The results for the 2020 Democratic Iowa caucus, as of press time, which took place on Feb. 3, have yet to be fully released. This is unprecedented, and reflects the failures of both the Iowa Democratic Party and the caucus system as a whole.
This stems primarily from issues with the app that the Iowa Democratic Party recommended caucus chairs use to report results. As more information is released about the app, it is becoming clear that it was not ready for use in such an important forum.
Though criticisms regarding the funding of the app’s development have built over the past few days, the issue truly lies in the fact that the app did not function as intended for many caucus chairs. While state party officials have publicly downplayed the app’s role in the delayed results, the fact is that some caucus managers had difficulty getting in contact with the party’s hotline to report both issues with the app and results of the caucus. This is unacceptable.
Following subsequent inconsistencies in results reporting, the state party officials that oversee the counting of results have been forced to look at the paper-and-pencil records — luckily still kept at each site. The idea that an event so integral as the Iowa caucus, held once every four years, would rely on an app developed in the final two months with no concrete back-up plan is an affront to the importance of our electoral process in a free and democratic society. Undoubtedly, the plans to use a similar system of reporting in Nevada should be abandoned before it’s too late.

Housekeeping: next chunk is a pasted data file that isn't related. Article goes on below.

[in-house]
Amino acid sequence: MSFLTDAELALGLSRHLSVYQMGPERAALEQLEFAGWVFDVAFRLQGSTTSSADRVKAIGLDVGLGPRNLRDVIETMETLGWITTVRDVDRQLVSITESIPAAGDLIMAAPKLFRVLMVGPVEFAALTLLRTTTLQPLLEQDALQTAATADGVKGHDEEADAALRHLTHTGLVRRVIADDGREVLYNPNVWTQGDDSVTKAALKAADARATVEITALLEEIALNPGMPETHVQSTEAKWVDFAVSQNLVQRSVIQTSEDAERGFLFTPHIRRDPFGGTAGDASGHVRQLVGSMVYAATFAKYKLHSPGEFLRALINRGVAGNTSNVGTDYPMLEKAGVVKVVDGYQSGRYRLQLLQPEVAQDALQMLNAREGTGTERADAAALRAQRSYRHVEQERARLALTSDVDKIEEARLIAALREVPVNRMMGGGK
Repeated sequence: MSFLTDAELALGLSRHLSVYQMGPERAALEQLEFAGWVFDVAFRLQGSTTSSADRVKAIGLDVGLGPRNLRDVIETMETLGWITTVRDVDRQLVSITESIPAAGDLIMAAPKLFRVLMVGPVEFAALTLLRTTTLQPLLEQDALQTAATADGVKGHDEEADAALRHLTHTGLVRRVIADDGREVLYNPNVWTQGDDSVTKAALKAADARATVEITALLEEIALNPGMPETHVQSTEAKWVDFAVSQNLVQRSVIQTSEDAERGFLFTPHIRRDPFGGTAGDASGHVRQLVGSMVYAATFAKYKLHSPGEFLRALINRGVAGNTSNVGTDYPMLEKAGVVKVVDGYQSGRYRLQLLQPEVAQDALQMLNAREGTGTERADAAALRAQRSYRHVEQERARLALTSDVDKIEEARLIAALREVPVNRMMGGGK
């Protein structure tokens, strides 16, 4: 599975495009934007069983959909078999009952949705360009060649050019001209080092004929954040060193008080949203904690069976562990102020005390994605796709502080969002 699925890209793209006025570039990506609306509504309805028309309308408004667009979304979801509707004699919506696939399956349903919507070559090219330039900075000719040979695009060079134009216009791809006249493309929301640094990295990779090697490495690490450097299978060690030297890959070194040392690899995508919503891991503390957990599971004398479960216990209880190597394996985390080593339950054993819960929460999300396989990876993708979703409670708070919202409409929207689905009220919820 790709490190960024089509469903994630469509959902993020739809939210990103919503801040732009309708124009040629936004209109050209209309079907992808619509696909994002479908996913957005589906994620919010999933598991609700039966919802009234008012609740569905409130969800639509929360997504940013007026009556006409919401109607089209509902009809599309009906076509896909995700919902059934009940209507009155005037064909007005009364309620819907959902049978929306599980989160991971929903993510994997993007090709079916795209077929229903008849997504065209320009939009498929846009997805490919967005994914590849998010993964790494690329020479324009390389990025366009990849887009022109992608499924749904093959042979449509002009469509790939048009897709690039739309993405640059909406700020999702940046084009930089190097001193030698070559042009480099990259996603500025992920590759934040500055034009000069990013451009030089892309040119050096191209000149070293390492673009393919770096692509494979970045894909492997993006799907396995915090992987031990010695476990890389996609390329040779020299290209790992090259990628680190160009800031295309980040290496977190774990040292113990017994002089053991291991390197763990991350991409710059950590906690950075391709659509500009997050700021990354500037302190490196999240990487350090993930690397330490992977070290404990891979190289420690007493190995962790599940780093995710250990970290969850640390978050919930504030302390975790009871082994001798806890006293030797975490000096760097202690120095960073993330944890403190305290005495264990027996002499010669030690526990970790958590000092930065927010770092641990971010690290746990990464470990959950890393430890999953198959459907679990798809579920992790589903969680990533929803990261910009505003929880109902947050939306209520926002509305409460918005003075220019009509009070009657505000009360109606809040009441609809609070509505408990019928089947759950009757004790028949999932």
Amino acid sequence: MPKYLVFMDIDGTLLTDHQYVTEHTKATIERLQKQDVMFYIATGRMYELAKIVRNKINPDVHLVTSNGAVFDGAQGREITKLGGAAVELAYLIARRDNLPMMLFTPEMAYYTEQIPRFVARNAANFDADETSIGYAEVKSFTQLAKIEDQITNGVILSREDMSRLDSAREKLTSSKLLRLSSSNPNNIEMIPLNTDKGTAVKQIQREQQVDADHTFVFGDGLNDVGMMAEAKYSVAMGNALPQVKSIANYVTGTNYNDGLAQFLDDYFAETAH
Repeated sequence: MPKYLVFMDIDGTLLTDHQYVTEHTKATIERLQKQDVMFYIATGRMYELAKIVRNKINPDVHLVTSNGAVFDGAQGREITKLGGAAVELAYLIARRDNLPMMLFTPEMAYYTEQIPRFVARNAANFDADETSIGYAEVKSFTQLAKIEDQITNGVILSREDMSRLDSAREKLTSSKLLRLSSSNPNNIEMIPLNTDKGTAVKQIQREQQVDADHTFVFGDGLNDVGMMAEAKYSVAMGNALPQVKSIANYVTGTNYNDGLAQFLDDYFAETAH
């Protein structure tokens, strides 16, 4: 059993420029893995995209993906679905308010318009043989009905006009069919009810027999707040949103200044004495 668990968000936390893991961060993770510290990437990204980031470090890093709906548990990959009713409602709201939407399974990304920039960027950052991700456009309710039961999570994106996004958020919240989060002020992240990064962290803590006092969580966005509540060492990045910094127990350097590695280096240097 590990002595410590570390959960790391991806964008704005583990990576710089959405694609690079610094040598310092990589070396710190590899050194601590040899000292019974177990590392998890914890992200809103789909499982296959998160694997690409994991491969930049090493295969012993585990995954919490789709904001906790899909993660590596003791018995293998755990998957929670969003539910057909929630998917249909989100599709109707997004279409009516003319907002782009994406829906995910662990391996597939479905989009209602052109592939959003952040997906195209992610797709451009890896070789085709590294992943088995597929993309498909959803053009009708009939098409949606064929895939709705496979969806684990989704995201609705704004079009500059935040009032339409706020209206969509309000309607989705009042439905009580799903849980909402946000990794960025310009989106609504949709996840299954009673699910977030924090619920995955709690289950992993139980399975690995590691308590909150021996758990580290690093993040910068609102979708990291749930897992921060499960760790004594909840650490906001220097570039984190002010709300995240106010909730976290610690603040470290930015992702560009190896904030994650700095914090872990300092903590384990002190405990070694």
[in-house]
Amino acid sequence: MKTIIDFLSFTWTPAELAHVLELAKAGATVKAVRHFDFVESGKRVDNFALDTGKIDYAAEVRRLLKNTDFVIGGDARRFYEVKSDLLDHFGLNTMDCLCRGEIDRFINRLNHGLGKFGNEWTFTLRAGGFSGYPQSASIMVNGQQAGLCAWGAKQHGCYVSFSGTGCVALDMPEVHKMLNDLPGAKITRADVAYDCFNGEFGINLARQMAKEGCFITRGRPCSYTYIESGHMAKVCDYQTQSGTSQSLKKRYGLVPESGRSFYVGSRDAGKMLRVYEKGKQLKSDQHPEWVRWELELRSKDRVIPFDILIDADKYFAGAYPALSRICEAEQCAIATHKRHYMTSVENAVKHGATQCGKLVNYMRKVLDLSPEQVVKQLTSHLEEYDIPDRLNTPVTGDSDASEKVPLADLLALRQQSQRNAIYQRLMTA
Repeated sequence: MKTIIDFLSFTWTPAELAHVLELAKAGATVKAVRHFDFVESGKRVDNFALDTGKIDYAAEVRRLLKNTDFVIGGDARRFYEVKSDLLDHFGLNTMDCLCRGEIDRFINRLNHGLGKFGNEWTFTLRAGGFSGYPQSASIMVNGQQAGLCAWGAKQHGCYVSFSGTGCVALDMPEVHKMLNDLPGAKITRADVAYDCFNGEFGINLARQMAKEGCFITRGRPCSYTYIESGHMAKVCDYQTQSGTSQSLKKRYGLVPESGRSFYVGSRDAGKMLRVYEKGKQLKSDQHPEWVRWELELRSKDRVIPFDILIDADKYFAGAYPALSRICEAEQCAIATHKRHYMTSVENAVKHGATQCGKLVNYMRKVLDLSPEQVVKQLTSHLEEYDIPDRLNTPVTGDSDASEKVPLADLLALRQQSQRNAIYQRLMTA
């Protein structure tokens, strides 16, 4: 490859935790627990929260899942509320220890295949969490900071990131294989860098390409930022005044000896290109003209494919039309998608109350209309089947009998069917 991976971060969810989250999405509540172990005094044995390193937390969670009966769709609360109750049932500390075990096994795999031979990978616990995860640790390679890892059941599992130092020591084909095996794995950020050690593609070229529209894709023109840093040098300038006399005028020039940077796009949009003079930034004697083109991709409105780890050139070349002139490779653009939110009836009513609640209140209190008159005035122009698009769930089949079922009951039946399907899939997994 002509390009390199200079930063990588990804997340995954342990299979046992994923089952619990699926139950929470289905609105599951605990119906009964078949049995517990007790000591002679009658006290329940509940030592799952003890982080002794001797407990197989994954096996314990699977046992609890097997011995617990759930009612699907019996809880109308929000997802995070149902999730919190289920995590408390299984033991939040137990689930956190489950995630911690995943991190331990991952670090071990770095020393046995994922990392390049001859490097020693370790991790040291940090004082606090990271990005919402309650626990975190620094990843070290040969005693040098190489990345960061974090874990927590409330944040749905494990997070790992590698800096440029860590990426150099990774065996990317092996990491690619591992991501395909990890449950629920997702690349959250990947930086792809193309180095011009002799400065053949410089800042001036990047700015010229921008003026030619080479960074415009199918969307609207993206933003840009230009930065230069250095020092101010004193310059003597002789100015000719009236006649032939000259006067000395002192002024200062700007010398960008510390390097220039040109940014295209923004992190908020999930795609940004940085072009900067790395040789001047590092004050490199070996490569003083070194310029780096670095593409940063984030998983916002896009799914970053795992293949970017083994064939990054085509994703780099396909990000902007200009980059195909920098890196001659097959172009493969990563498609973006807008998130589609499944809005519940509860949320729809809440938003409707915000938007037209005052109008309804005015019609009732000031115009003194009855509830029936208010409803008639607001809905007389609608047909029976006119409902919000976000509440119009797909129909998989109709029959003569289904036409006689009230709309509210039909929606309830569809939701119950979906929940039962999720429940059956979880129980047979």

This is only one facet of the real issue here — the Iowa caucus is a strange, confusing and archaic process that should be abandoned in favor of a traditional primary election. Not unlike the nationwide electoral college system, caucus-goers in rural, low-population areas award a candidate more delegates per citizen than urban centers. As such, Pete Buttigieg is currently the victor of the Iowa caucus, despite Sen. Bernie Sanders (D-Vt.) having received more votes. While the difference is marginal, it is consequential on a grand scale in a presidential election.
Additionally, by the realignment process, supporters of candidates deemed “unviable” (by not receiving enough support) may switch to their second-choice candidate. A result of this process is that the supporters of several unpopular candidates combined can greatly influence the numbers of more popular candidates, and people may switch to a candidate they are less enthusiastic or knowledgeable about simply to make sure their voice is heard. Forcing a portion of voters to either change their mind or not participate is insulting in a country where every one should have the right to be heard in the electoral process.
Overall, the long delay in results is incredibly disappointing and disheartening. If we are going to continue to run the presidential primaries this way, which itself is debatable, we should at least make sure we can run this process competently.